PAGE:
The high-level meeting set for Thursday between U.S. Secretary of State Mike Pompeo and the vice chairman of North Korea's ruling Workers' Party Central Committee, Kim Yong-chol, has been postponed.
State Department Spokesperson Heather Nauert released a statement on Wednesday, saying the two sides will meet when their respective schedules "permit."
Nauert also said that dialogue between the two sides will continue to take place and that Washington remains focused on fulfilling the June 12 Joint Agreement, signed by their two leaders at their first summit in June.
This comes just two days after the State Department announced Pompeo's meeting with Kim in New York.
Right after the news broke, a senior official at South Korea's foreign ministry told reporters that the South Korean government regrets the postponment and hopes it's rescheduled soon.
But the official also emphasized that the reporters should not put too much emphasis on the delay since this has happened before.
He added that this is unlikely to affect the 2nd North Korea-U.S. summit slated for sometime early next year.
Seoul had been informed of the news in advance, according to the official, through various means including the nuclear envoy channel.
Seoul's special representative for Korean Peninsula peace and security affairs Lee Do-hoon received a phone call from Washington's special representative for North Korea Stephen Biegun, during which the U.S. diplomat reportedly kept his tone low-key, and said that Washington will continue to talk with Pyeongyang.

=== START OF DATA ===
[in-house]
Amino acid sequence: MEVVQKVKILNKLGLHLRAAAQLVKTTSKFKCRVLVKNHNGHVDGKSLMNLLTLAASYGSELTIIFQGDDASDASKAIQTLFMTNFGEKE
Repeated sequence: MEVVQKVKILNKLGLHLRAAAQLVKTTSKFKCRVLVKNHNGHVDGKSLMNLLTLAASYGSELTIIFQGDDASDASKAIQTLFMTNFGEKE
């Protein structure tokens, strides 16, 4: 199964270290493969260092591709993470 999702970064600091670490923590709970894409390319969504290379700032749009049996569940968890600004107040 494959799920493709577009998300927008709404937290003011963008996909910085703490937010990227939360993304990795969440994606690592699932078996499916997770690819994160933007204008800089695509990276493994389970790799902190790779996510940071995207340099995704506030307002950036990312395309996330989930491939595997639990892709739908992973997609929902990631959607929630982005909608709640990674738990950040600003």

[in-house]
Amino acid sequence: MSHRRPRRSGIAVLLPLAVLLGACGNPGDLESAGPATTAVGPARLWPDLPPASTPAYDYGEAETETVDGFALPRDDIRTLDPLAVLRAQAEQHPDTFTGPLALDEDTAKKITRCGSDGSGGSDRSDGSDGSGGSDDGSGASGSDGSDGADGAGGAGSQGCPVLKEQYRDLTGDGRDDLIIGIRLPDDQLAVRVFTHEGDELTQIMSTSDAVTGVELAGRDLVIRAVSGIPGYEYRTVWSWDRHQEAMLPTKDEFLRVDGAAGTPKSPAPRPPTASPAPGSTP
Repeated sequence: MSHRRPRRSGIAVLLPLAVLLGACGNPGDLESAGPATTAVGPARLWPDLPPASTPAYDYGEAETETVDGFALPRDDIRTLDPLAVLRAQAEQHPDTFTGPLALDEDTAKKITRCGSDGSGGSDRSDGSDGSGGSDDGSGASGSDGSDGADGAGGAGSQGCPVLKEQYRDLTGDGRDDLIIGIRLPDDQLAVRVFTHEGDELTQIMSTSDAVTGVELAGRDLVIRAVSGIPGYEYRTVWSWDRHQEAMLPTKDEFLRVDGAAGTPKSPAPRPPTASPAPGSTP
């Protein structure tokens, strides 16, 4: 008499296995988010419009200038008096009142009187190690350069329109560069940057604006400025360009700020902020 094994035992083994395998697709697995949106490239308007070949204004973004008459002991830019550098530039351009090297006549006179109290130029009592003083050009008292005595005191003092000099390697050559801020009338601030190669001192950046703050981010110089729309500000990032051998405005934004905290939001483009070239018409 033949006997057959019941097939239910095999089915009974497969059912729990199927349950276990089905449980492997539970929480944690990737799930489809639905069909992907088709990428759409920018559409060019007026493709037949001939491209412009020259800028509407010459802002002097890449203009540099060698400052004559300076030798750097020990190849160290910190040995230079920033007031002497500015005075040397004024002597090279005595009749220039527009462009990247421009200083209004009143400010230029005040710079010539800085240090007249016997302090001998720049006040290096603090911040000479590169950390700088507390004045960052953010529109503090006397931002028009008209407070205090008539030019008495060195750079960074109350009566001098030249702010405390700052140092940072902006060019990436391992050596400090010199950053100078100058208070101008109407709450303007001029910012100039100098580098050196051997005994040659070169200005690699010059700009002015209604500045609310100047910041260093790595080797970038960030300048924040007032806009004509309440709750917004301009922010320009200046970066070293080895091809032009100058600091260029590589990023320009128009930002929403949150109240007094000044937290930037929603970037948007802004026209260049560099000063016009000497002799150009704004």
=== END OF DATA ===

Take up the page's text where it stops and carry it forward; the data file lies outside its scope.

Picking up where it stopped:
While Seoul's official was careful not to spill why or who asked for the postponement, a South Korean media outlet reported earlier in the day, citing foreign affairs sources, that North Korea asked for the meeting to be pushed back because it was not prepared.
CNN cited two sources reporting that the move was clearly a signal that North Korea has not been willing to cooperate with Washington's expectations up to this point.
It said that the U.S. has been looking for some sort of concession from Pyeongyang, such as an inspection of its nuclear sites, before moving forward with next year's summit, but that North Korea, for its part, asked for the U.S. to offer something first, such as easing its sanctions.
Lee Ji-won, Arirang News.